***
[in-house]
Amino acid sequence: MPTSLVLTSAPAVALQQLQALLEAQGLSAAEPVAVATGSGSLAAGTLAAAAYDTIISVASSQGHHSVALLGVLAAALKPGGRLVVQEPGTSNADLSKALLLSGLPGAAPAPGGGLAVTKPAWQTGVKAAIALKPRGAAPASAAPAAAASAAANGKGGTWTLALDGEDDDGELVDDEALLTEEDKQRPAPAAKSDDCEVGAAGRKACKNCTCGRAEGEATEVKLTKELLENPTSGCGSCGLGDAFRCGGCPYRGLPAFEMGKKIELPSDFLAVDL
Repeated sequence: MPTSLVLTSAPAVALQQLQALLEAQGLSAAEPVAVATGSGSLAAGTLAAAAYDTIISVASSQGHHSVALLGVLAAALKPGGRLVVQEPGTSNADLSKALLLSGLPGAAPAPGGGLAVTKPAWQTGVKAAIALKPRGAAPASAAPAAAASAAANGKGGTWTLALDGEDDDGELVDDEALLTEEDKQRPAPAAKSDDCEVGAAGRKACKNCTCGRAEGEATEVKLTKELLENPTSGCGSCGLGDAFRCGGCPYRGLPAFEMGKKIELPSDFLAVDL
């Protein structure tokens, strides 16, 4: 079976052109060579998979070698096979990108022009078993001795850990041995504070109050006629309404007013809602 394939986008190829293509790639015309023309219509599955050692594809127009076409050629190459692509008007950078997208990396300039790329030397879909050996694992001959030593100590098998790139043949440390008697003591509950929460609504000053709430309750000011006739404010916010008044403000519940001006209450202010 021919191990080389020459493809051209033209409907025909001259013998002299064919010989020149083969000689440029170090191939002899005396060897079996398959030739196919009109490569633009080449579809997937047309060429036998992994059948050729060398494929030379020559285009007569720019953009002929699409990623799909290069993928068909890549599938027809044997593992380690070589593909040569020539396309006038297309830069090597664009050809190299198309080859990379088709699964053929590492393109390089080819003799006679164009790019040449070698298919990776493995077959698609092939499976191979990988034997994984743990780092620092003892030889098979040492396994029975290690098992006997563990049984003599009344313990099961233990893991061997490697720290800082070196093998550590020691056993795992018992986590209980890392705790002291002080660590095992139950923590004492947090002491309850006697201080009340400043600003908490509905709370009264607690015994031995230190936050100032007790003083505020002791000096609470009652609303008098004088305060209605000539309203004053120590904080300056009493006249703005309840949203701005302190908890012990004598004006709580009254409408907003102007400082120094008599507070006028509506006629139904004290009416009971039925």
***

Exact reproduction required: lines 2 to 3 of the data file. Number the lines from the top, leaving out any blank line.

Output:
Amino acid sequence: MPTSLVLTSAPAVALQQLQALLEAQGLSAAEPVAVATGSGSLAAGTLAAAAYDTIISVASSQGHHSVALLGVLAAALKPGGRLVVQEPGTSNADLSKALLLSGLPGAAPAPGGGLAVTKPAWQTGVKAAIALKPRGAAPASAAPAAAASAAANGKGGTWTLALDGEDDDGELVDDEALLTEEDKQRPAPAAKSDDCEVGAAGRKACKNCTCGRAEGEATEVKLTKELLENPTSGCGSCGLGDAFRCGGCPYRGLPAFEMGKKIELPSDFLAVDL
Repeated sequence: MPTSLVLTSAPAVALQQLQALLEAQGLSAAEPVAVATGSGSLAAGTLAAAAYDTIISVASSQGHHSVALLGVLAAALKPGGRLVVQEPGTSNADLSKALLLSGLPGAAPAPGGGLAVTKPAWQTGVKAAIALKPRGAAPASAAPAAAASAAANGKGGTWTLALDGEDDDGELVDDEALLTEEDKQRPAPAAKSDDCEVGAAGRKACKNCTCGRAEGEATEVKLTKELLENPTSGCGSCGLGDAFRCGGCPYRGLPAFEMGKKIELPSDFLAVDL